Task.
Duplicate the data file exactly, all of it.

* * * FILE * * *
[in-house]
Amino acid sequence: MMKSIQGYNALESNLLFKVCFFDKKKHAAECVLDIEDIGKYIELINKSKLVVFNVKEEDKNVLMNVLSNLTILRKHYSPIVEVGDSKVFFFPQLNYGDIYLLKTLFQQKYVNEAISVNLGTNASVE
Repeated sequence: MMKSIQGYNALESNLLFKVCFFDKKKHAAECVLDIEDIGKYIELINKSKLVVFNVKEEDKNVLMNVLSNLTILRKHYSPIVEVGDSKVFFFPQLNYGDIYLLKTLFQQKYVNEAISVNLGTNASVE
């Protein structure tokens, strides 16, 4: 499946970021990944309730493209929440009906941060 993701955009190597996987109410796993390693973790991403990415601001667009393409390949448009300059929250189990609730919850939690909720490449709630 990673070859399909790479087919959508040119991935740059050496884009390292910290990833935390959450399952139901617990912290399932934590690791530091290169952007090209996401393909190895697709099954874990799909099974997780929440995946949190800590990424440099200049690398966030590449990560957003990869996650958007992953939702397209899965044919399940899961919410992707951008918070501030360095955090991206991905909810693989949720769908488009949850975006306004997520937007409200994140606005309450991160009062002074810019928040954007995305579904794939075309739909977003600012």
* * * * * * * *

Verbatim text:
[in-house]
Amino acid sequence: MMKSIQGYNALESNLLFKVCFFDKKKHAAECVLDIEDIGKYIELINKSKLVVFNVKEEDKNVLMNVLSNLTILRKHYSPIVEVGDSKVFFFPQLNYGDIYLLKTLFQQKYVNEAISVNLGTNASVE
Repeated sequence: MMKSIQGYNALESNLLFKVCFFDKKKHAAECVLDIEDIGKYIELINKSKLVVFNVKEEDKNVLMNVLSNLTILRKHYSPIVEVGDSKVFFFPQLNYGDIYLLKTLFQQKYVNEAISVNLGTNASVE
């Protein structure tokens, strides 16, 4: 499946970021990944309730493209929440009906941060 993701955009190597996987109410796993390693973790991403990415601001667009393409390949448009300059929250189990609730919850939690909720490449709630 990673070859399909790479087919959508040119991935740059050496884009390292910290990833935390959450399952139901617990912290399932934590690791530091290169952007090209996401393909190895697709099954874990799909099974997780929440995946949190800590990424440099200049690398966030590449990560957003990869996650958007992953939702397209899965044919399940899961919410992707951008918070501030360095955090991206991905909810693989949720769908488009949850975006306004997520937007409200994140606005309450991160009062002074810019928040954007995305579904794939075309739909977003600012």